The introduction ExtendScript support in FrameMaker 10 offers new possibilities for augmenting the built-in capabilities of the Adobe FrameMaker product. FrameMaker has long been extensible but prior to release 10, extending FrameMaker meant mastering the intricacies of the Frame Developer Kit (FDK).
The FDK extends the capabilities of FrameMaker by allowing for the creation of C language plug-ins. Such plug-ins have great power as they can be used to mimic just about any action a user might take, thus offering vast automation potential. FDK plug-in also can be integrated into the FrameMaker menu structure making FDK commands operate as if they were part of the out-of-the box product.
Developing such plug-ins requires knowledge of the C programming language. The development process entails writing, compiling, and debugging code using Microsoft Visual C development tools. The FDK developer needs to master a voluminous set of objects, properties, functions along with complex data structures. As C has no built-in garbage collection, FDK programmers also have to deal with memory management, a task which when bungled is all but sure to lead to unpredictable and catastrophic crashes.
The challenges of FDK plug-in development meant that only a small fraction of Frame users attempted plug-in creation. Plug-ins became something large corporations commissioned and less well-heeled users purchased from third-party developers.
The addition of ExtendScript scripting to FrameMaker 10 not only makes extending FrameMaker potentially easier, but it also moves FrameMaker further along the road to full-fledged integration with the larger set of Adobe products. (Adobe acquired FrameMaker in 1995.) A major step came in release 9 with a major UI redesign that made FrameMaker look and feel more like Adobe products such as Photoshop and InDesign. I cannot help but believe that this bodes well for FrameMaker's future and for its ability to "play well" other Adobe products.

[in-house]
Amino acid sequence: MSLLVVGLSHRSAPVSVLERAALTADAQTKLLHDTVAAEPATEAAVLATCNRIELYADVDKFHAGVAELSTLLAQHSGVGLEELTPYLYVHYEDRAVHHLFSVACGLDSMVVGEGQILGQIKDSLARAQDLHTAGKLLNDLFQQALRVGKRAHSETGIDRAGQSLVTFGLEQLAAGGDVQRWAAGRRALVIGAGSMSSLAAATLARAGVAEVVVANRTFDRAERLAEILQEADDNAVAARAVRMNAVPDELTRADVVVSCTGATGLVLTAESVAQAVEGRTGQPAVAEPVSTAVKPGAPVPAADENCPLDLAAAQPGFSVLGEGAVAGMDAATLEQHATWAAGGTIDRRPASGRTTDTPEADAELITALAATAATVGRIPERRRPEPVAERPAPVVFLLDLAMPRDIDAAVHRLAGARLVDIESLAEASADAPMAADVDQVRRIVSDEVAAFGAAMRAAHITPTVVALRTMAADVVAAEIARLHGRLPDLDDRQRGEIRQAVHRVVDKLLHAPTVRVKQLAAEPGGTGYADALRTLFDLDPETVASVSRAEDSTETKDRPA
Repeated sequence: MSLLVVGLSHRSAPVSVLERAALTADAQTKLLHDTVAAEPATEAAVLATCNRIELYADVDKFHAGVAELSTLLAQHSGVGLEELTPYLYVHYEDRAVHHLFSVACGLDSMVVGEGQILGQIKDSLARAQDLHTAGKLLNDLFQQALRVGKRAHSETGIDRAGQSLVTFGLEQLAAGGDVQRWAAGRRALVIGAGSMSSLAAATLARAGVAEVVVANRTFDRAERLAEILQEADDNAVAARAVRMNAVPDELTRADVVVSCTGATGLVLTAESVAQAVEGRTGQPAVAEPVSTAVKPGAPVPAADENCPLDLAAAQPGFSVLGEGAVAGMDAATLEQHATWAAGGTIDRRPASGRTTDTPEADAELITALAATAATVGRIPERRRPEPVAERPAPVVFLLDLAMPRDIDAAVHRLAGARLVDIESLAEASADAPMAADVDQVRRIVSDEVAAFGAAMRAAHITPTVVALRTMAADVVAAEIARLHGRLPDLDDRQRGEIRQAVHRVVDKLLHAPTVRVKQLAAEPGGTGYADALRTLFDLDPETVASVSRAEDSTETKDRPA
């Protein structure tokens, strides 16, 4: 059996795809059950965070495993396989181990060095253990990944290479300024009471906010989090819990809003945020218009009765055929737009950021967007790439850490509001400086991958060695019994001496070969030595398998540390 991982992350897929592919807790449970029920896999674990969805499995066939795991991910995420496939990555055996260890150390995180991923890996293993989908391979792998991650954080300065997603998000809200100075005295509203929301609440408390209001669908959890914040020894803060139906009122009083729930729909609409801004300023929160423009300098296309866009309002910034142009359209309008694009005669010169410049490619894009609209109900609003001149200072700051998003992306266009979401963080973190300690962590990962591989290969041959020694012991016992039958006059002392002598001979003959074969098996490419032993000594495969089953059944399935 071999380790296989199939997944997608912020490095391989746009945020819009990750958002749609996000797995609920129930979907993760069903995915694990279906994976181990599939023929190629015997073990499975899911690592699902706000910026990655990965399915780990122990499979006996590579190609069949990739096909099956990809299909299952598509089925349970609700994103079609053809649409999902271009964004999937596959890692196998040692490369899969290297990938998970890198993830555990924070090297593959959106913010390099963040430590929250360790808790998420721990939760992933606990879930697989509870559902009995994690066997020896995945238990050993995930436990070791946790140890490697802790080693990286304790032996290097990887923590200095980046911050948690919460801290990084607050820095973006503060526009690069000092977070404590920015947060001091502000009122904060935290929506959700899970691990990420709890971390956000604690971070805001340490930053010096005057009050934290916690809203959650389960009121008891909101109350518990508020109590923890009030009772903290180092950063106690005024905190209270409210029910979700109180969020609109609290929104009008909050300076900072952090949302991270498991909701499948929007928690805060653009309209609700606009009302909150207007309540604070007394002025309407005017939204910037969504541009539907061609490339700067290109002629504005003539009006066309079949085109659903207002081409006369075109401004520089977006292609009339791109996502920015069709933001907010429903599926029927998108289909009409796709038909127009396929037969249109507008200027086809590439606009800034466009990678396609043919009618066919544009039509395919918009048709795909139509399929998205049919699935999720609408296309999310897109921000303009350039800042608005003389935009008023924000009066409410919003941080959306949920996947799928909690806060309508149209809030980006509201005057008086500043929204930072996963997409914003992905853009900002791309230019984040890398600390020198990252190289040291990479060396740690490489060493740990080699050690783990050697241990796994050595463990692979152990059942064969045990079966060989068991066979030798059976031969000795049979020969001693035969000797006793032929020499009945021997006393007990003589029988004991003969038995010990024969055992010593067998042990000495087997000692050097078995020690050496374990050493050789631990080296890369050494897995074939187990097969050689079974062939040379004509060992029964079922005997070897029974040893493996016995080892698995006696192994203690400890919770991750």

My focus here, however, is not on interoperability but on the promise implicit in ExtendScript support that FrameMaker users now will be able to construct scripts that have the power of FDK plug-ins without the need for heavy-duty programming skills.
I would be remiss not to mention that the third-party created FrameScript has long offered an alternative to FDK plug-in development. (See http://www.framescript.com for more information.) I will not, however, be discussing FrameScript. My focus is strictly on taking a very close look at Adobe's ExtendScript implementation of FDK functionality.
I have been an FDK programmer for many years. I started learning the FDK, even before its public release, as I prepared the first FrameMaker training class for Frame Technology. Having taught FDK developer classes too many times to count, in many states and several countries, and having developed numerous FrameMaker plug-ins for corporate users, the F_Api prefix that starts of FDK functions is hard-wired in my brain. Thus, I cannot help but view the ExtendScript toolkit from the perspective of an FDK programmer.